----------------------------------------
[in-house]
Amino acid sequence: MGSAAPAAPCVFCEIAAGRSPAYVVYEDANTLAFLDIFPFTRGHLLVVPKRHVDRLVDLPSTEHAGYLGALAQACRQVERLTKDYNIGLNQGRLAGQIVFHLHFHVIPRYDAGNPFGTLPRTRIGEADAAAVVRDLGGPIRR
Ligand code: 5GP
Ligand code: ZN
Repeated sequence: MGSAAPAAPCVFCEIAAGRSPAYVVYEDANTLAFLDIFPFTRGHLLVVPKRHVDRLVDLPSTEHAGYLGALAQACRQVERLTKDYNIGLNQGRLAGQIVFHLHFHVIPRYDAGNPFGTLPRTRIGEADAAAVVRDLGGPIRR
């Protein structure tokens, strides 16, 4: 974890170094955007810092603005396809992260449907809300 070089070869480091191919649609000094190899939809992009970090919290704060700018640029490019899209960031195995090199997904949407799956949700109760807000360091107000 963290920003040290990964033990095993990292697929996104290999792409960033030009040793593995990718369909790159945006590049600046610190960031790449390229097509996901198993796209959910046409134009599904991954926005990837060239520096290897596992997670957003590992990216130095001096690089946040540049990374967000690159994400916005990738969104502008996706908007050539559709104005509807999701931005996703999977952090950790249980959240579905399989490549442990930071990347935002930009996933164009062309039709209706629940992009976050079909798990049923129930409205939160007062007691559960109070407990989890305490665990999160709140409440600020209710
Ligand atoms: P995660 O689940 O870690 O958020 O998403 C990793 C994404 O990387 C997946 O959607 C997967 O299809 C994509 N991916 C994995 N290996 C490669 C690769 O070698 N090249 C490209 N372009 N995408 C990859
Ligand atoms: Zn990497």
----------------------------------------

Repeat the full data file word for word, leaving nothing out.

[in-house]
Amino acid sequence: MGSAAPAAPCVFCEIAAGRSPAYVVYEDANTLAFLDIFPFTRGHLLVVPKRHVDRLVDLPSTEHAGYLGALAQACRQVERLTKDYNIGLNQGRLAGQIVFHLHFHVIPRYDAGNPFGTLPRTRIGEADAAAVVRDLGGPIRR
Ligand code: 5GP
Ligand code: ZN
Repeated sequence: MGSAAPAAPCVFCEIAAGRSPAYVVYEDANTLAFLDIFPFTRGHLLVVPKRHVDRLVDLPSTEHAGYLGALAQACRQVERLTKDYNIGLNQGRLAGQIVFHLHFHVIPRYDAGNPFGTLPRTRIGEADAAAVVRDLGGPIRR
């Protein structure tokens, strides 16, 4: 974890170094955007810092603005396809992260449907809300 070089070869480091191919649609000094190899939809992009970090919290704060700018640029490019899209960031195995090199997904949407799956949700109760807000360091107000 963290920003040290990964033990095993990292697929996104290999792409960033030009040793593995990718369909790159945006590049600046610190960031790449390229097509996901198993796209959910046409134009599904991954926005990837060239520096290897596992997670957003590992990216130095001096690089946040540049990374967000690159994400916005990738969104502008996706908007050539559709104005509807999701931005996703999977952090950790249980959240579905399989490549442990930071990347935002930009996933164009062309039709209706629940992009976050079909798990049923129930409205939160007062007691559960109070407990989890305490665990999160709140409440600020209710
Ligand atoms: P995660 O689940 O870690 O958020 O998403 C990793 C994404 O990387 C997946 O959607 C997967 O299809 C994509 N991916 C994995 N290996 C490669 C690769 O070698 N090249 C490209 N372009 N995408 C990859
Ligand atoms: Zn990497």